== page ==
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Systematic transcriptome profiling of pyroptosis related signature for predicting prognosis and immune landscape in lower grade glioma

Abstract

Background

Pyroptosis is a programmed cell death mediated by the gasdermin superfamily, accompanied by inflammatory and immune responses. Exogenously activated pyroptosis is still not well characterized in the tumor microenvironment. Furthermore, whether pyroptosis-related genes (PRGs) in lower-grade glioma (LGG) may be used as a biomarker remains unknown.

Methods

The RNA-Sequencing and clinical data of LGG patients were downloaded from publicly available databases. Bioinformatics approaches were used to analyze the relationship between PRGs and LGG patients’ prognosis, clinicopathological features, and immune status. The NMF algorithm was used to differentiate phenotypes, the LASSO regression model was used to construct prognostic signature, and GSEA was used to analyze biological functions and pathways. The expression of the signature genes was verified using qRT-PCR. In addition, the L1000FWD and CMap tools were utilized to screen potential therapeutic drugs or small molecule compounds and validate their effects in glioma cell lines using CCK-8 and colony formation assays.

Results

Based on PRGs, we defined two phenotypes with different prognoses. Stepwise regression analysis was carried out to identify the 3 signature genes to construct a pyroptosis-related signature. After that, samples from the training and test cohorts were incorporated into the signature and divided by the median RiskScore value (namely, Risk-H and Risk-L). The signature shows excellent predictive LGG prognostic power in the training and validation cohorts. The prognostic signature accurately stratifies patients according to prognostic differences and has predictive value for immune cell infiltration and immune checkpoint expression. Finally, the inhibitory effect of the small molecule inhibitor fedratinib on the viability and proliferation of various glioma cells was verified using cell biology-related experiments.

Conclusion

This study developed and validated a novel pyroptosis-related signature, which may assist instruct clinicians to predict the prognosis and immunological status of LGG patients more precisely. Fedratinib was found to be a small molecule inhibitor that significantly inhibits glioma cell viability and proliferation, which provides a new therapeutic strategy for gliomas.

Peer Review reports

Introduction

Glioma is a malignant primary brain tumor arising from cells within the central nervous system that is highly infiltrative and resistant to treatment, rendering them largely incurable [1]. Gliomas are classified by the World Health Organization (WHO) into four grades, with diffuse WHO grades II and III gliomas making up the lower-grade glioma (LGG) [2]. The clinical treatment strategies for gliomas are Postoperative radiotherapy or adjuvant temozolomide (TMZ) chemotherapy is usually recommended [3], and molecularly targeted therapies and immunotherapy have shown some positive results in recent studies [4, 5], but overall the prognosis for LGG patients remains poor [6]. Due to the significant tumor heterogeneity and cellular and molecular complexity of LGG [7, 8], it is critical to use molecular biomarkers to define tumor classification and grade. Given this, novel prognostic markers and potential therapeutic targets must be explored based on the rapid advancement of molecular analysis of tumor gene expression patterns.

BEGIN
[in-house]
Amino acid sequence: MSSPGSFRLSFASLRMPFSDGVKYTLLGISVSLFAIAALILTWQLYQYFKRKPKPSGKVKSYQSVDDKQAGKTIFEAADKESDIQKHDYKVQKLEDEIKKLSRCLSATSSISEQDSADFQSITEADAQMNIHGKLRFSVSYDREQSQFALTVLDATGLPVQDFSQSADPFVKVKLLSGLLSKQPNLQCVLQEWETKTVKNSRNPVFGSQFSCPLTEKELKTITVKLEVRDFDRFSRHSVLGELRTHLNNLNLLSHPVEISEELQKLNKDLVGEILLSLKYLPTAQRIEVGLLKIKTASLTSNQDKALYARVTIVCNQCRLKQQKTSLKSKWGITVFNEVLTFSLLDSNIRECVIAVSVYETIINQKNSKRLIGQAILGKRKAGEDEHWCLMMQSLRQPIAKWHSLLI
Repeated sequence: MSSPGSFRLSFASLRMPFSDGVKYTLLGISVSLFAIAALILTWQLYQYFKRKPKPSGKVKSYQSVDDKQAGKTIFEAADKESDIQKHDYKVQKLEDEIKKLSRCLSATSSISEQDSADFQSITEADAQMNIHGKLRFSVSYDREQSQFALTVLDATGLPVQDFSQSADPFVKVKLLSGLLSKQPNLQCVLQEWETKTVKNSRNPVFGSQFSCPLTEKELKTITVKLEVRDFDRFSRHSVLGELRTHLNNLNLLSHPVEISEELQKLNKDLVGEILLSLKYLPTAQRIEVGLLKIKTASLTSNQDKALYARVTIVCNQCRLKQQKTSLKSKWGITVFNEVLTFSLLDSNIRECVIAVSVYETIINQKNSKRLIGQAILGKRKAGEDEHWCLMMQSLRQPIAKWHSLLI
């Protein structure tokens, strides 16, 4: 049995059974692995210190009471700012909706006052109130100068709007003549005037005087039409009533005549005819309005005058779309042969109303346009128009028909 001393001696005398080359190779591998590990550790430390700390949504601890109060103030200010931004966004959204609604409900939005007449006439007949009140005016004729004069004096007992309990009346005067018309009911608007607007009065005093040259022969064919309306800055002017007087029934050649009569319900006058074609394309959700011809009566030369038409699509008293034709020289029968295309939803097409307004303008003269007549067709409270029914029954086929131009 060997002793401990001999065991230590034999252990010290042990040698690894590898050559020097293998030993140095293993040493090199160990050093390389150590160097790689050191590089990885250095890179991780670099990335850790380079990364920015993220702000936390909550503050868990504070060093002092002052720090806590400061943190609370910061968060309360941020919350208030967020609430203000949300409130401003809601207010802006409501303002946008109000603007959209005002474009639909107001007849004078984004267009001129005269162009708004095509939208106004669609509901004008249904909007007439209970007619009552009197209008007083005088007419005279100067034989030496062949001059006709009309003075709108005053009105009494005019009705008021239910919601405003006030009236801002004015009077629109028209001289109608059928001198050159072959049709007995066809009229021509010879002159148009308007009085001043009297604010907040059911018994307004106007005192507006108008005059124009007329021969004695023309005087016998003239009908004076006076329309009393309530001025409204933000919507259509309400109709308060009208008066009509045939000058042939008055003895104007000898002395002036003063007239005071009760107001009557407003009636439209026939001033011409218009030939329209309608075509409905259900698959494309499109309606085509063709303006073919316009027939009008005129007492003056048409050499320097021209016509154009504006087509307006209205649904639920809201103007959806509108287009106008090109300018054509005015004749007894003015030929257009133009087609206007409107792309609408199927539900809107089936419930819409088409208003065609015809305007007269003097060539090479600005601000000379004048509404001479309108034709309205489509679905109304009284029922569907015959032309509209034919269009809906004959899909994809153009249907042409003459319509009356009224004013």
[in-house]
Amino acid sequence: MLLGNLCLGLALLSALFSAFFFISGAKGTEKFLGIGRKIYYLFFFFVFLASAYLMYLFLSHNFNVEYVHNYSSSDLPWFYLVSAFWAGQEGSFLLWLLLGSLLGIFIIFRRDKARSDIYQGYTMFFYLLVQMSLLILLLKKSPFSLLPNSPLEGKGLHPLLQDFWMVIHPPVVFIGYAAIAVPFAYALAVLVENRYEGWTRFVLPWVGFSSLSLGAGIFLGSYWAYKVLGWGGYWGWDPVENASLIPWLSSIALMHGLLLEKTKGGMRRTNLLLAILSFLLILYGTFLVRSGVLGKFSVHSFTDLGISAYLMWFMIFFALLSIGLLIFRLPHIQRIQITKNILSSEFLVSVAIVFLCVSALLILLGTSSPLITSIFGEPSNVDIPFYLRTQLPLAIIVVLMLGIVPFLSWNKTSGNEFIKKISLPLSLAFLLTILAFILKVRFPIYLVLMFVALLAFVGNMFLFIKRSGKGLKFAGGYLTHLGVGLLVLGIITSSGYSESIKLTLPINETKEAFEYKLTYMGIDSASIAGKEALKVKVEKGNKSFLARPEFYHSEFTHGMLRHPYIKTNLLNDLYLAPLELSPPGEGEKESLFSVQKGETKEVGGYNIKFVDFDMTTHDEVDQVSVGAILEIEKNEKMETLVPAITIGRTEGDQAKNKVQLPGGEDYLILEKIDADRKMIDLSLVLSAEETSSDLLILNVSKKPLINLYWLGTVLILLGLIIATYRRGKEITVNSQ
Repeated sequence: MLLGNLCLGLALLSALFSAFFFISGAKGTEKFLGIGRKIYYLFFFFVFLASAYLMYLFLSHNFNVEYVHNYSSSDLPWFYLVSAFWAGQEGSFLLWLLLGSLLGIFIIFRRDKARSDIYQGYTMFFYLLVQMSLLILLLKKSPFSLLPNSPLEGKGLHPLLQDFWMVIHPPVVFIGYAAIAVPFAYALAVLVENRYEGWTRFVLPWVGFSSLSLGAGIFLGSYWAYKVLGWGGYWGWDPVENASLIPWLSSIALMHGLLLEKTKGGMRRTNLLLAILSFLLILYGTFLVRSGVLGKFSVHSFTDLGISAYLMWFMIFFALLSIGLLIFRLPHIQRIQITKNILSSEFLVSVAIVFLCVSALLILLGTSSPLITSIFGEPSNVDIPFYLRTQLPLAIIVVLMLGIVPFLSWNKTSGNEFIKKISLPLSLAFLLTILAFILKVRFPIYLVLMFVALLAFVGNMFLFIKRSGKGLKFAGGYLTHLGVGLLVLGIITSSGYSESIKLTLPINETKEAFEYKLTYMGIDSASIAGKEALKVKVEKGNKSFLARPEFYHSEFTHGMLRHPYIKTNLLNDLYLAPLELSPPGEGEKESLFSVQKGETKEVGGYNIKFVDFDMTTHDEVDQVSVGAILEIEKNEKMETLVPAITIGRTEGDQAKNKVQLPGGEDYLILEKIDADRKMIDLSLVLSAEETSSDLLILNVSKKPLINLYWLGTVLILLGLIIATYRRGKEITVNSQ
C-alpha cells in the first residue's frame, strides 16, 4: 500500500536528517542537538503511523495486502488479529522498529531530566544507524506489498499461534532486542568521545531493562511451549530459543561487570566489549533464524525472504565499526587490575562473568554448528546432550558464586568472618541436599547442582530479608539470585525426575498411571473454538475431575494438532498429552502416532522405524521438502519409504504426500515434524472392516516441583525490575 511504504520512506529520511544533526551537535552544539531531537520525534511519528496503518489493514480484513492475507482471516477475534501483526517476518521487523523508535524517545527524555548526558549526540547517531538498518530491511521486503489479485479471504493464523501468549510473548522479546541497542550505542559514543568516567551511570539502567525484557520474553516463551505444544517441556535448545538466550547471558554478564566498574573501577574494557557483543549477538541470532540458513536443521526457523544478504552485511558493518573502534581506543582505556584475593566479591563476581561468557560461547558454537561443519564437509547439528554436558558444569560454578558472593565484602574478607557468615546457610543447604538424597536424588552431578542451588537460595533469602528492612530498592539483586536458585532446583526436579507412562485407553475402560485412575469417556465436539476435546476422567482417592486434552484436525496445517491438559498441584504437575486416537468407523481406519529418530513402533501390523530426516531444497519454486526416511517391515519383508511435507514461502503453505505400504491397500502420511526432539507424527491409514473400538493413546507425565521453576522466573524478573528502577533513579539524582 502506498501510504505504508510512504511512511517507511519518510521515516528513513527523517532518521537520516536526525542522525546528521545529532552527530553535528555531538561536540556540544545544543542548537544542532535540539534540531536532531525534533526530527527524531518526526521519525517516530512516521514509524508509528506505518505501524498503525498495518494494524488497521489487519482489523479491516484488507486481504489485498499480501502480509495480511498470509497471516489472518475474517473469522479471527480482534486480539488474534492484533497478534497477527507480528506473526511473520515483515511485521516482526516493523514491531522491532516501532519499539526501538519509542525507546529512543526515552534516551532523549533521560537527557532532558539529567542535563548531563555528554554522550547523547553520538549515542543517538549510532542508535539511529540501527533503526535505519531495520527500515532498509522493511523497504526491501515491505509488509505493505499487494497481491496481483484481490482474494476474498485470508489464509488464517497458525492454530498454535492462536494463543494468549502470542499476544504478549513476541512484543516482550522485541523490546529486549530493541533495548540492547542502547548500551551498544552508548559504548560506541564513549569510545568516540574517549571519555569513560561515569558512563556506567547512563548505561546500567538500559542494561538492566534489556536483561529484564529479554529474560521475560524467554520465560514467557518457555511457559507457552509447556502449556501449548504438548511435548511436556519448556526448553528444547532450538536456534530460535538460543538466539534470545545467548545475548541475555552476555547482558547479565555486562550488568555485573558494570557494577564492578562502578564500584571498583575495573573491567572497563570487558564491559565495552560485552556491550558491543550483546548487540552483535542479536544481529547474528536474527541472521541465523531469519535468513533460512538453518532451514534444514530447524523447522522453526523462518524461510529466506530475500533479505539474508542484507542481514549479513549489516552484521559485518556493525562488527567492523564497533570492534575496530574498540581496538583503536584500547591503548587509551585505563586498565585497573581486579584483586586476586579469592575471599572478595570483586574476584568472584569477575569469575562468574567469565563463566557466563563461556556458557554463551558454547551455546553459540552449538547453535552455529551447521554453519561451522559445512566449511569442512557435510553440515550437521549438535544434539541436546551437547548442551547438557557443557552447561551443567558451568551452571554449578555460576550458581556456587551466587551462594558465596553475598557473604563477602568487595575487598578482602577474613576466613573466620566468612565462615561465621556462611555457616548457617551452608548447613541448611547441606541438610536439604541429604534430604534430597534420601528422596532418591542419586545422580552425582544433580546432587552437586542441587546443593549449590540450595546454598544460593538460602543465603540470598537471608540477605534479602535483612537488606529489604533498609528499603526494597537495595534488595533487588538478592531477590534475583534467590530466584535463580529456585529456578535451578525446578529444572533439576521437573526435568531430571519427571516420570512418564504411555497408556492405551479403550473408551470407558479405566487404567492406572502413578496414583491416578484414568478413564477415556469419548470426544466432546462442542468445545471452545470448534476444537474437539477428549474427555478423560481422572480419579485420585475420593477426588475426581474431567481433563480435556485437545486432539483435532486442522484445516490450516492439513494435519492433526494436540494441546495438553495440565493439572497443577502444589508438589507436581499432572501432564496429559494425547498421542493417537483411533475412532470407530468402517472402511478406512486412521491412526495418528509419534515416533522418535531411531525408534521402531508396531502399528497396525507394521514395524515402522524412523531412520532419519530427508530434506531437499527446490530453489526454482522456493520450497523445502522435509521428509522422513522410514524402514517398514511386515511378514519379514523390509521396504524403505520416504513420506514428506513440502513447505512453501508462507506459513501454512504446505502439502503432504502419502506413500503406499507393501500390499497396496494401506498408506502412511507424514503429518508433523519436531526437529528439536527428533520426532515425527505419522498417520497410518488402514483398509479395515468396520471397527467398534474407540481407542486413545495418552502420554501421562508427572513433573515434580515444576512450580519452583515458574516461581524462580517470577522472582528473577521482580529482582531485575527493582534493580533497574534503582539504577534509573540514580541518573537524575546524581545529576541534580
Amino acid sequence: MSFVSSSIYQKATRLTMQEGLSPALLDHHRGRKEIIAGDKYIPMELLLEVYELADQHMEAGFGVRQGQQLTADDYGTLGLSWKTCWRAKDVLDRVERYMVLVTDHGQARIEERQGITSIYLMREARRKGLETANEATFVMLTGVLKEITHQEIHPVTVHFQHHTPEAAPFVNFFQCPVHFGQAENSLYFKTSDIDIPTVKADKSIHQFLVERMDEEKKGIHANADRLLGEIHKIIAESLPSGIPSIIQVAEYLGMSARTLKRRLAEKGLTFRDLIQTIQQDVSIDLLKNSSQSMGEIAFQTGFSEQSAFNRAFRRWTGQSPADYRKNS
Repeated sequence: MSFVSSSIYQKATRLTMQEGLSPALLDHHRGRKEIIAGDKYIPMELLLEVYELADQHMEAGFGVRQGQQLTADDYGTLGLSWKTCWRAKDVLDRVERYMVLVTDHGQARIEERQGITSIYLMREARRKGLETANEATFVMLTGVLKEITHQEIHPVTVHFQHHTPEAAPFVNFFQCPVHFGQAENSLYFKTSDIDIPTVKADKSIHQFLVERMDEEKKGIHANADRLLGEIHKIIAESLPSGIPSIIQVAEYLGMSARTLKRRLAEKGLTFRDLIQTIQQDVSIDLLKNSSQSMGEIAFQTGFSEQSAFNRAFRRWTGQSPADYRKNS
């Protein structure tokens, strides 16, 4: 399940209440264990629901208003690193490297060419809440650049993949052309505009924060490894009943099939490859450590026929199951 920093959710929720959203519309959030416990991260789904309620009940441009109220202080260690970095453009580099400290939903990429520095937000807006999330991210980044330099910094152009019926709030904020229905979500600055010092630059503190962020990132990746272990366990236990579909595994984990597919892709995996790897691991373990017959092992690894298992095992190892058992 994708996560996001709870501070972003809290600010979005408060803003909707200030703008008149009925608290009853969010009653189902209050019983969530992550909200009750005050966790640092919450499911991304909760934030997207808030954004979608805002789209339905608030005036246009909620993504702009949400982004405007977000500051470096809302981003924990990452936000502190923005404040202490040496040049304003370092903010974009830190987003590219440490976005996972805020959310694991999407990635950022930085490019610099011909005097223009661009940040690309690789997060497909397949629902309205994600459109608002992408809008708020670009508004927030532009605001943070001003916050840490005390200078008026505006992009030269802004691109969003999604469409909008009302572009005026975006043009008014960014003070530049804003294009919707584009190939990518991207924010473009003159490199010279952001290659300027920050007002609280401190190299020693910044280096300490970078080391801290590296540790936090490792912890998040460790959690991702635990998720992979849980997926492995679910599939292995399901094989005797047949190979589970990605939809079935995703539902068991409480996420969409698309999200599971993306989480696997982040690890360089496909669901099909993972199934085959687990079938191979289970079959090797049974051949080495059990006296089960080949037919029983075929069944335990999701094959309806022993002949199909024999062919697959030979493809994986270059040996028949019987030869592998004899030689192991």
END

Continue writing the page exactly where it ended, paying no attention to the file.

Multiple modalities of programmed cell death (PCD) are thought to play a key role in the development and treatment of cancer [9]. Pyroptosis is a new modality of PCD characterized by the cleavage and activation of members of the gasdermin (GSDM) superfamily and the release of proinflammatory mediators [10]. More significantly, pyroptosis has the potential to have vast implications on cancer immunogenicity [11]. It was discovered during radiotherapy and chemotherapy that different pathways activate pyroptosis in cancers [12, 13]. The most relevant and prominent modalities of PCD in cancer, such as pyroptosis and ferroptosis, could serve as biomarkers for the early diagnosis and prognosis of cancer [14, 15]. However, the prognostic value and reliability of these pyroptosis-related biomarkers in glioma remain controversial, and the applicability of pyroptosis-related biomarkers in the complex context of pyroptosis being activated in different tumor therapies needs to be further explored. Therefore, a larger independent LGG cohort is required for further analysis and validation to provide more precise insights for clinical application.

Utilizing bioinformatics analysis, tumor genome sequence research is a vital part of cancer research [16]. It can be used to explore the molecular sub-classes of cancers [17], but it can also be used to develop biomarkers for early diagnosis, efficacy assessment, prediction, and prognosis of tumors [18, 19]. The value of biomarkers in antitumor drug development is becoming increasingly evident. The presence of polypharmacology interactions of drugs in cells should be faithfully translated into cellular phenotypic responses, and several databases have been established to analyze differential gene expression after chemical perturbations [20, 21]. Then inverse comparing the similarity in differential gene expression profiles with those after chemical perturbations, this drug prediction approach shows considerable promise [22].

Therefore, our study will explore the prognostic value and novel therapeutic targets of these genes by comparing the expression levels of PRGs in LGG and non-tumor tissues. The stability, accuracy, and predictive efficiency of pyroptosis-related signature and the nomogram model were demonstrated in the TCGA, CGGA, or Rembrandt cohorts. Further analysis of the correlation between pyroptosis and tumor immune landscape, and the use of gene expression profile to screen small molecule inhibitors, will hopefully provide potential guidance for glioma targeted therapy and immunotherapy.